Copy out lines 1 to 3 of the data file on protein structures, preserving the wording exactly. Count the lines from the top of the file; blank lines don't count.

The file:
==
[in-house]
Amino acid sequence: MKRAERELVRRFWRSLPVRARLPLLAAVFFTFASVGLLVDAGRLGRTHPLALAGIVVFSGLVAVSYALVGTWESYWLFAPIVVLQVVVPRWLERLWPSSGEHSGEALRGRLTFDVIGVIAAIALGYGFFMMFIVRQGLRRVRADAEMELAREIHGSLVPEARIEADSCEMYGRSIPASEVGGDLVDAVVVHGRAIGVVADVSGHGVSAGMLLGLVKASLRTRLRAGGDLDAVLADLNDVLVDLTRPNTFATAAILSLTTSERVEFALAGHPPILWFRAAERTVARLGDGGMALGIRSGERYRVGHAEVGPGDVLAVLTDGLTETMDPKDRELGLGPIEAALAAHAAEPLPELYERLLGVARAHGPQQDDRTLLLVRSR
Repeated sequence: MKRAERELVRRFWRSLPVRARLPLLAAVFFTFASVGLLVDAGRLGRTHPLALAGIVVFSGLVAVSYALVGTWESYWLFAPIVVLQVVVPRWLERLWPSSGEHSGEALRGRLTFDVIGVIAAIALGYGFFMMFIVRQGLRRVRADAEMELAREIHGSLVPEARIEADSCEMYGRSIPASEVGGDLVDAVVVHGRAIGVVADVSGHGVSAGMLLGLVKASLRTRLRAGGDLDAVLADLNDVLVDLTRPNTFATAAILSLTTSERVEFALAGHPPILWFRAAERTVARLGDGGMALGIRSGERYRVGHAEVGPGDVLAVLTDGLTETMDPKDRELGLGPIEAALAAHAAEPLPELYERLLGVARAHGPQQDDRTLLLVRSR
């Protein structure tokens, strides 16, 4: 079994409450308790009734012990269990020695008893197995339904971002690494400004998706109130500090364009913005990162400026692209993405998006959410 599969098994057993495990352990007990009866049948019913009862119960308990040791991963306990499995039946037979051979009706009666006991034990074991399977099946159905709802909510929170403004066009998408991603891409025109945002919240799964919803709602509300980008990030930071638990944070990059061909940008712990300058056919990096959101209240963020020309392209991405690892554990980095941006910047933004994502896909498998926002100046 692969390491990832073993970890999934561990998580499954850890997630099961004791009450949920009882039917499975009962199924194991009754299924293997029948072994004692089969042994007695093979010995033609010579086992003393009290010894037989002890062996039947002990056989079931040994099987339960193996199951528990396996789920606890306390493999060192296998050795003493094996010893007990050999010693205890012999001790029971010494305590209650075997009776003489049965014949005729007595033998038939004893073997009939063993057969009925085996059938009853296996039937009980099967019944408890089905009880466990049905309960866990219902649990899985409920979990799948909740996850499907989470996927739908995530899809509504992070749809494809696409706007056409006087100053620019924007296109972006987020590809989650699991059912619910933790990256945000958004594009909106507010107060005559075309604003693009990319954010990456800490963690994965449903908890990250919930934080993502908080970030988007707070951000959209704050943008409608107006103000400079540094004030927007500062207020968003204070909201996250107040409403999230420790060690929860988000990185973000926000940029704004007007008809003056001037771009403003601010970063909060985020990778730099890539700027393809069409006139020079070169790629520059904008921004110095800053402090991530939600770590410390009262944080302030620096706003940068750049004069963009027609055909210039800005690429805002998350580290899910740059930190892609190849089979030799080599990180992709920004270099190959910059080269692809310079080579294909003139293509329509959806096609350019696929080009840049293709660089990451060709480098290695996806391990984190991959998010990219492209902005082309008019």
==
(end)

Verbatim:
[in-house]
Amino acid sequence: MKRAERELVRRFWRSLPVRARLPLLAAVFFTFASVGLLVDAGRLGRTHPLALAGIVVFSGLVAVSYALVGTWESYWLFAPIVVLQVVVPRWLERLWPSSGEHSGEALRGRLTFDVIGVIAAIALGYGFFMMFIVRQGLRRVRADAEMELAREIHGSLVPEARIEADSCEMYGRSIPASEVGGDLVDAVVVHGRAIGVVADVSGHGVSAGMLLGLVKASLRTRLRAGGDLDAVLADLNDVLVDLTRPNTFATAAILSLTTSERVEFALAGHPPILWFRAAERTVARLGDGGMALGIRSGERYRVGHAEVGPGDVLAVLTDGLTETMDPKDRELGLGPIEAALAAHAAEPLPELYERLLGVARAHGPQQDDRTLLLVRSR
Repeated sequence: MKRAERELVRRFWRSLPVRARLPLLAAVFFTFASVGLLVDAGRLGRTHPLALAGIVVFSGLVAVSYALVGTWESYWLFAPIVVLQVVVPRWLERLWPSSGEHSGEALRGRLTFDVIGVIAAIALGYGFFMMFIVRQGLRRVRADAEMELAREIHGSLVPEARIEADSCEMYGRSIPASEVGGDLVDAVVVHGRAIGVVADVSGHGVSAGMLLGLVKASLRTRLRAGGDLDAVLADLNDVLVDLTRPNTFATAAILSLTTSERVEFALAGHPPILWFRAAERTVARLGDGGMALGIRSGERYRVGHAEVGPGDVLAVLTDGLTETMDPKDRELGLGPIEAALAAHAAEPLPELYERLLGVARAHGPQQDDRTLLLVRSR